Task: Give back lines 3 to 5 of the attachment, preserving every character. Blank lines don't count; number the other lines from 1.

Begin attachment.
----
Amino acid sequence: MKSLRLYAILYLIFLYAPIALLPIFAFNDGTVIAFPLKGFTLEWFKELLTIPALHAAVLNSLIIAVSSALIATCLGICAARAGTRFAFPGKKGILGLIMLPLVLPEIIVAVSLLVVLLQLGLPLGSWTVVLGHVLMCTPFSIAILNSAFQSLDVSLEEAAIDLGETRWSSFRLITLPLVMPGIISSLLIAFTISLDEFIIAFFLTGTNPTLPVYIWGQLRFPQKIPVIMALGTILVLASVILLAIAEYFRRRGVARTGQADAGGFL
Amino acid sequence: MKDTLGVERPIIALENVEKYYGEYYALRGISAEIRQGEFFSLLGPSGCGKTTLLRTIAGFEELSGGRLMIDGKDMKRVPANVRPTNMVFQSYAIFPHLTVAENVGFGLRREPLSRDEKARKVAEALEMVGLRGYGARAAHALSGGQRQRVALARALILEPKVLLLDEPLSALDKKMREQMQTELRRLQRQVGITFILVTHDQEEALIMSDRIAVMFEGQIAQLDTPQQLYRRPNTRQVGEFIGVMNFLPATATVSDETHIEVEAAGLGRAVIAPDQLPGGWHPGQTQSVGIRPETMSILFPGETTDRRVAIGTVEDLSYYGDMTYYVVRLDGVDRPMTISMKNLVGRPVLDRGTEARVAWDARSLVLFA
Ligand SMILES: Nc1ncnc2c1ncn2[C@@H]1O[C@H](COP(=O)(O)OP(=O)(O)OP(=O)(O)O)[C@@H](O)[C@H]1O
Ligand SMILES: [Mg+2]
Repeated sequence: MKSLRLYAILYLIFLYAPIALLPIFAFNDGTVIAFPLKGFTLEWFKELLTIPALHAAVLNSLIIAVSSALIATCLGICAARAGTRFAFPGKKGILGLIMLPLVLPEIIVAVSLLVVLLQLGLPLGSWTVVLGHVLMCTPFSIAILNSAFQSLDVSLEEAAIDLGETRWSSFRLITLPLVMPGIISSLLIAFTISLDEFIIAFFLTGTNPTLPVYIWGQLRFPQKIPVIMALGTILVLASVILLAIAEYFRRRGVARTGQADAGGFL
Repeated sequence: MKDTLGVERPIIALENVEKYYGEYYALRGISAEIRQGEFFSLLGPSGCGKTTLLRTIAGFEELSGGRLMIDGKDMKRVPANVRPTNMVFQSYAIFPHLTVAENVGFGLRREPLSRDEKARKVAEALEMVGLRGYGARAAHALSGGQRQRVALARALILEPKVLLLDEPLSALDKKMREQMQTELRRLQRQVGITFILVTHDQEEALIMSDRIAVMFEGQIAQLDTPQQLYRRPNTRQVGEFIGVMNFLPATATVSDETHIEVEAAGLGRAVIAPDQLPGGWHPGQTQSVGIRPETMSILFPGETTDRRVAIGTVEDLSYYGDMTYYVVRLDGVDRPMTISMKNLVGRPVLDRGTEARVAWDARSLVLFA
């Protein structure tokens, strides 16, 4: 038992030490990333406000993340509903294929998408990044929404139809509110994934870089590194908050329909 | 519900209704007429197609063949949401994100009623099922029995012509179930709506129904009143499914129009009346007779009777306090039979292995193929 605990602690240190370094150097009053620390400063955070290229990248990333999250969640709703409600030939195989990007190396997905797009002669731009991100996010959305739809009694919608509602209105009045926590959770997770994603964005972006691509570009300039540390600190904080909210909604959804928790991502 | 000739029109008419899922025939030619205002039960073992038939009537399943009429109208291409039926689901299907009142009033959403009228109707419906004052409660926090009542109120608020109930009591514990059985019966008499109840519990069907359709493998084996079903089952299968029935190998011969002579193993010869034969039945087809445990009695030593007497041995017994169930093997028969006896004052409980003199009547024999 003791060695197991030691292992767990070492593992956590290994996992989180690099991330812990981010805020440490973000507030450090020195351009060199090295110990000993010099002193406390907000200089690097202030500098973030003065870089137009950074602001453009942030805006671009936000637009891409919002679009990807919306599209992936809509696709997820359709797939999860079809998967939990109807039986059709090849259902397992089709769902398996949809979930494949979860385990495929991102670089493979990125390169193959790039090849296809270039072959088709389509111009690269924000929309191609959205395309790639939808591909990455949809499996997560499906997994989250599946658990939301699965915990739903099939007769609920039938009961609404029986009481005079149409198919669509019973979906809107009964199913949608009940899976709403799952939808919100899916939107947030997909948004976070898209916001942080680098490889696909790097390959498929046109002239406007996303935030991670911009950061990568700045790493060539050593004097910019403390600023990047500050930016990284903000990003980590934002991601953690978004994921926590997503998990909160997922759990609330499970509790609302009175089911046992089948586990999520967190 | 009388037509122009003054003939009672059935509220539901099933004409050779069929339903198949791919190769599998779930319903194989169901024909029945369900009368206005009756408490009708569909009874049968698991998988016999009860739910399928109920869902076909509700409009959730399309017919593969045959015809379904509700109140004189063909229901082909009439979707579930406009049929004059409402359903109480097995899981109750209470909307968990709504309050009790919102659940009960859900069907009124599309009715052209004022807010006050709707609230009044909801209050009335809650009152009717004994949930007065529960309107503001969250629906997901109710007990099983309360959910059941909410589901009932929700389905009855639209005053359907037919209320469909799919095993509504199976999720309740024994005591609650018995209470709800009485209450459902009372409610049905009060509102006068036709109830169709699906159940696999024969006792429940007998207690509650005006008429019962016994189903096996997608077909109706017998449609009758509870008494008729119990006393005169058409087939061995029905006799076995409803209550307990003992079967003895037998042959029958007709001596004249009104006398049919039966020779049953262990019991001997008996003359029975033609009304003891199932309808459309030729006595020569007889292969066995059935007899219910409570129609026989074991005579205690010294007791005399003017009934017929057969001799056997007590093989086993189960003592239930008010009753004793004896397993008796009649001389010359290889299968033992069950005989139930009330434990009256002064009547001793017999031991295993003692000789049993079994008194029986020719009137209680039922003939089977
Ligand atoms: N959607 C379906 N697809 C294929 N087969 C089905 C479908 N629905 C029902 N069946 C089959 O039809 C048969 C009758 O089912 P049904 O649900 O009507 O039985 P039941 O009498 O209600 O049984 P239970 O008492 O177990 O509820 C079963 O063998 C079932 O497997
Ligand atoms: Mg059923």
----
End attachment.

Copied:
Ligand SMILES: Nc1ncnc2c1ncn2[C@@H]1O[C@H](COP(=O)(O)OP(=O)(O)OP(=O)(O)O)[C@@H](O)[C@H]1O
Ligand SMILES: [Mg+2]
Repeated sequence: MKSLRLYAILYLIFLYAPIALLPIFAFNDGTVIAFPLKGFTLEWFKELLTIPALHAAVLNSLIIAVSSALIATCLGICAARAGTRFAFPGKKGILGLIMLPLVLPEIIVAVSLLVVLLQLGLPLGSWTVVLGHVLMCTPFSIAILNSAFQSLDVSLEEAAIDLGETRWSSFRLITLPLVMPGIISSLLIAFTISLDEFIIAFFLTGTNPTLPVYIWGQLRFPQKIPVIMALGTILVLASVILLAIAEYFRRRGVARTGQADAGGFL